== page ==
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> Prospective employers cannot be so naive as to think conflict does not exist, and that workers never leave because they are unhappy or are released because the are invaluable.
I don't think that's the reason why criticism of current or former employers doesn't play well. Like a lot of interview questions, its more what it says about the interviewee's awareness of interview skills.
Interviewers like to see - as a necessary, not sufficient condition - that candidates are sufficiently keen for the post by having prepared themselves for the interview. That's why you still get all those stupid questions about strengths and weaknesses. The answers don't matter per se (well, unless you start saying outlandish things); it's the display of being prepared for the question that counts. It marks one check box off on the interviewer's sheet: candidate is sufficiently motivated for the job.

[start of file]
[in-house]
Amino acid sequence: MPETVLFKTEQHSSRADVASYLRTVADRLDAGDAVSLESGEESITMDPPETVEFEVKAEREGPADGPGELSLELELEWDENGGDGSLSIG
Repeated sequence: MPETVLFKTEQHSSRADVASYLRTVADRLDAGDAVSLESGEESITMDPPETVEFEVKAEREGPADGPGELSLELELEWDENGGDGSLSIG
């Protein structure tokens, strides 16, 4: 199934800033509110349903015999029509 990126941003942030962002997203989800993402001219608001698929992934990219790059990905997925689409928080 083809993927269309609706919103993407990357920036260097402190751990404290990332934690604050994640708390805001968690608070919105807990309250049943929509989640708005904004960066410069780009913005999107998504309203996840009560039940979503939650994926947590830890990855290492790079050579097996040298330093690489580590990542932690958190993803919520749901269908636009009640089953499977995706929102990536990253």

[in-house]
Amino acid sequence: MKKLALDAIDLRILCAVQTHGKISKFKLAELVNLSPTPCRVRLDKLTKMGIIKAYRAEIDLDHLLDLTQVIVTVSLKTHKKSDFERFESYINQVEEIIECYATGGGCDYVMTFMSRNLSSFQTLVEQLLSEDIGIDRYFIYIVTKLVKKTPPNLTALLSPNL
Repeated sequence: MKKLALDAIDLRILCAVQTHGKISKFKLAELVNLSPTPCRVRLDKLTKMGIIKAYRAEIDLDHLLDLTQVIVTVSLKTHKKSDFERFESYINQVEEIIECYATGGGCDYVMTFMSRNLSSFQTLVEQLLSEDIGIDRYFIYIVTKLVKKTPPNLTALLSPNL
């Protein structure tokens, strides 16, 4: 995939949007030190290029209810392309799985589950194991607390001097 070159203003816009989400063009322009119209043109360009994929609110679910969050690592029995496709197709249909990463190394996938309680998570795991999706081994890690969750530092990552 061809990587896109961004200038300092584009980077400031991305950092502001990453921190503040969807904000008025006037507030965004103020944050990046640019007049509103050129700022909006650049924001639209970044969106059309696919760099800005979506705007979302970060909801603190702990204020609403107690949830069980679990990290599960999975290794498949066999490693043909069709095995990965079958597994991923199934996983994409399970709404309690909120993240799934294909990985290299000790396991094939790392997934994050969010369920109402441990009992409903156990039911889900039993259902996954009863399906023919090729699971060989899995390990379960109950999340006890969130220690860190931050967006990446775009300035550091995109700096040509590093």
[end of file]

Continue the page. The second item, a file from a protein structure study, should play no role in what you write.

Similarly, criticising former/current employers tells the interviewer that the candidate is either
i. not aware of interview norms (therefore, hasn't done their research on how to be successful in an interview and, consequently, isn't sufficiently motivated to get the job) or
ii. knows the norm but breaks it in the 'heat of the moment' (a sign the candidate lacks emotional self-control).